The annual Eta Aquarids meteor shower peaks on Friday (May 5) and Saturday (May 6), offering skywatchers the opportunity to see debris from Halley's Comet as it enters Earth's atmosphere at incredible speeds and burns up.
This year the meteor shower began lighting up the night sky over Earth on April 19 and will last until May 28, so even after its peak there will be plenty of opportunity to catch fireballs streaking through the sky.
At its peak, the Eta Aquarid meteor shower has a rate of around 55 meteorites per hour, but this rate is calculated assuming perfect viewing conditions such as completely dark skies and ideal weather. This means skywatchers should realistically expect to see fewer Eta Aquarids meteors than this.
According to In the Sky, from New York City the Eta Aquarid meteor shower becomes visible each morning at around 2:32 a.m. EDT (0632 GMT) with it remaining active until around the break of dawn at 5:16 a.m. EDT (0916 GMT).
Spotting the Eta Aquarids is even tougher in the Northern Hemisphere because the meteor shower's radiant, the point at which its meteors appear to stream, is located in the Aquarius constellation near one of the constellation's brightest stars, beta Aquarii, which only reaches a low altitude above the eastern horizon.
In the Northern Hemisphere, the Eta Aquarids' radiant is at its highest just before sunrise with it appearing over the horizon to the east for just a few hours. This makes the early dawn the best time to spot the most meteors. The reason why more meteors are visible when the radiant rises to its highest point, or "culminates," is because this is the time at which this region of Earth is turned towards the direction of incoming meteors.
This results in more meteors raining down vertically and creating short trails close to the star beta Aquarii. At other times, though meteors will be fewer, the fact they take more horizontal paths through Earth's atmosphere means they take longer to burn up, and as a result, these long-lived meteors create relatively stretched trails over Earth.
Skywatchers who can't make it outdoors to view the meteor shower during its peak have the option to watch it streamed online live and for free. The Asahi Shimbun Space Department and the National Astronomical Observatory of Japan (NAOJ) began a livestream of the Eta Aquariids from the Subaru Telescope, MaunaKea Hawaii, on April 18.
Like all meteor showers, the Eta Aquarids are created when Earth during its 365.25-day orbit of the sun passes through a cloud of dust and debris left by a comet or an asteroid. And the Eta Aquarids have a very famous progenitor indeed, arguably the most well-known comet, Halley's Comet, or more formally 1P/Halley.
As comets come close to the sun, the radiation from our star causes the material that composes them to heat up. This results in solid ice within the cometary body transforming directly into gas, a process called sublimation. As this gas is ejected, it blasts away particles of dust and ice from the comet. This causes these icy bodies to brighten as they approach the sun and also gives them the characteristic glowing aura, or coma, that surrounds them and their cometary tail.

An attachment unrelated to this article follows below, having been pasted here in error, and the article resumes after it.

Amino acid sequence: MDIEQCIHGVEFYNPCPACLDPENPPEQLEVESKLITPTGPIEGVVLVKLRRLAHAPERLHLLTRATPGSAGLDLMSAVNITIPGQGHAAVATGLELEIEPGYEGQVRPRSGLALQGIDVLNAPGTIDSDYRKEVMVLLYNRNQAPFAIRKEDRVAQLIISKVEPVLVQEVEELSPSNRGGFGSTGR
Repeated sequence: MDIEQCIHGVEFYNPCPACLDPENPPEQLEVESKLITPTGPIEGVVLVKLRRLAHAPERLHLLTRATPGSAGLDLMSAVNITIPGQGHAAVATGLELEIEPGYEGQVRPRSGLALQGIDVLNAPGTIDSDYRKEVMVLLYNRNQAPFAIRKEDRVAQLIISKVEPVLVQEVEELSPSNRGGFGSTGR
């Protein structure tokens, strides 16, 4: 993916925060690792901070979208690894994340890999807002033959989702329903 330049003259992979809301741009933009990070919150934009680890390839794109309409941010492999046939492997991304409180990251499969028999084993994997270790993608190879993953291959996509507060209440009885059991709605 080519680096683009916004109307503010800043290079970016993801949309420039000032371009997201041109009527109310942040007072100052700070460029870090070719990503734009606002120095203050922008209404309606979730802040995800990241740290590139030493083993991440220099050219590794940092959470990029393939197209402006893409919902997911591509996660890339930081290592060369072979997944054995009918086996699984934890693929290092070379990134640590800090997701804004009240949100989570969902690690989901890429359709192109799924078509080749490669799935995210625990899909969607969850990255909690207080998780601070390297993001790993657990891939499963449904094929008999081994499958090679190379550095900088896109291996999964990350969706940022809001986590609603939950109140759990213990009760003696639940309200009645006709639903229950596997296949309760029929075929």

In addition to this, some fragments of this ejected material linger around the sun as the comet orbits, and as the Earth makes its own journey around its parent star, it passes through these clouds usually at the same time each year.
Our planet encounters debris from Halley's Comet every April to May, giving rise to the Eta Aquarids. These dust fragments separated from Halley's Comet hundreds of years ago, something scientists know because the current path of the comet doesn't seem to bring it close enough to the Earth to leave cometary debris that would create meteor showers.
The fragments enter Earth's atmosphere at speeds as great as 148,000 miles per hour, which is 100 times faster than a jet fighter, and burn up at altitudes of around 44 to 62 miles (70 to 100 kilometers) over the surface of the planet.
The last time Halley's Comet's 76-year orbit of the sun brought it past Earth was in 1986 and it won't be back until 2061, according to NASA. That means for the next 38 years, the closest skywatchers will get to observing the comet is sighting the debris it shed hundreds of years ago as it is destroyed in the atmosphere.
And you're looking to snap photos of the night sky in general, check out our guide on how to photograph the moon, as well as our best cameras for astrophotography and best lenses for astrophotography.
Editor's Note: If you catch a photograph of the Eta Aquarid meteor shower and would like to share it with Space.com's readers, send your photo(s), comments, and your name and location to firstname.lastname@example.org.
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Robert Lea is a science journalist in the U.K. whose articles have been published in Physics World, New Scientist, Astronomy Magazine, All About Space, Newsweek and ZME Science. He also writes about science communication for Elsevier and the European Journal of Physics. Rob holds a bachelor of science degree in physics and astronomy from the U.K.’s Open University. Follow him on Twitter @sciencef1rst.